- Action fantasy; Cert R16, contains graphic violence and offensive language; 2hrs
- Starring: David Harbour, Ian McShane, Milla Jovovich, Daniel Dae Kim, Sasha Lane, Penelope Mitchell, Brian Gleeson, Sophie Okonedo and Alistair Petrie
- Director: Neil Marshall
WITH a plot that relies on the addition of new characters and tasks to keep moving forward, Hellboy plays more like a first-person shooter game than film.
This reboot of the Hellboy franchise breaks from the light-hearted undertones of the two prequels and hits hard and heavy with a blood-soaked plot where the body count becomes too high to keep track.
The lackluster storyline has Hellboy (David Harbour – Stranger Things) working for the Bureau of Paranormal Research to perform a series of random and unconnected tasks that eventually lead to a final battle against the so-called Blood Queen (Milla Jovovich – Resident Evil).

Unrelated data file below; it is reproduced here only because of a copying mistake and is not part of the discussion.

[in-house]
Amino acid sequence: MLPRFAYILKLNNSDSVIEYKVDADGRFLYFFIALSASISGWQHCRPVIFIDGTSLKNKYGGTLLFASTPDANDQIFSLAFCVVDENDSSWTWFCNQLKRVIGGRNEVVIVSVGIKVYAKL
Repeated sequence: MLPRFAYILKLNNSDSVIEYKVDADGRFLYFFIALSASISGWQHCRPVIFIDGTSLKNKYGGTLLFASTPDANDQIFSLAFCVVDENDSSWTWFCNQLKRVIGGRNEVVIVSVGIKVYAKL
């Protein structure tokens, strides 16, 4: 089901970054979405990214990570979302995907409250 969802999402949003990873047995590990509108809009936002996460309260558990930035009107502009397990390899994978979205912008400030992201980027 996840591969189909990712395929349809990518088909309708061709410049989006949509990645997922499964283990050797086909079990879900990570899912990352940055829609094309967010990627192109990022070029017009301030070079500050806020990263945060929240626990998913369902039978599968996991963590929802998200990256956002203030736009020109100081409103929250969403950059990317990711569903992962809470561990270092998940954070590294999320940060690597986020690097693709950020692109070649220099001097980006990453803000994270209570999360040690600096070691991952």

The film’s meandering path does little to ingratiate the characters to the audience and aside from some cliched attempts at developing a rapport between the characters, there is little chemistry to be found on-screen.
The film’s strength is in its special effects. But since much of the budget was spent on creating images of decapitation and dismemberment, the screen is typically awash with blood and body parts.
The dialogue is, at best, strained and interlaced with swearing that, rather than giving an air of seriousness and immediacy, seems out of place and awkwardly puerile.
At times the film comes across as being purposely ridiculous, with a tongue-in-cheek feel to the drama and humour.
But on the whole, the film lacks the self-consciousness and wink to the audience to make its ridiculousness a shared joke and falls flat.
The film never seems to find the right tone – all the unusual stuff feels unintentionally comical and the intentional humour is too contrived.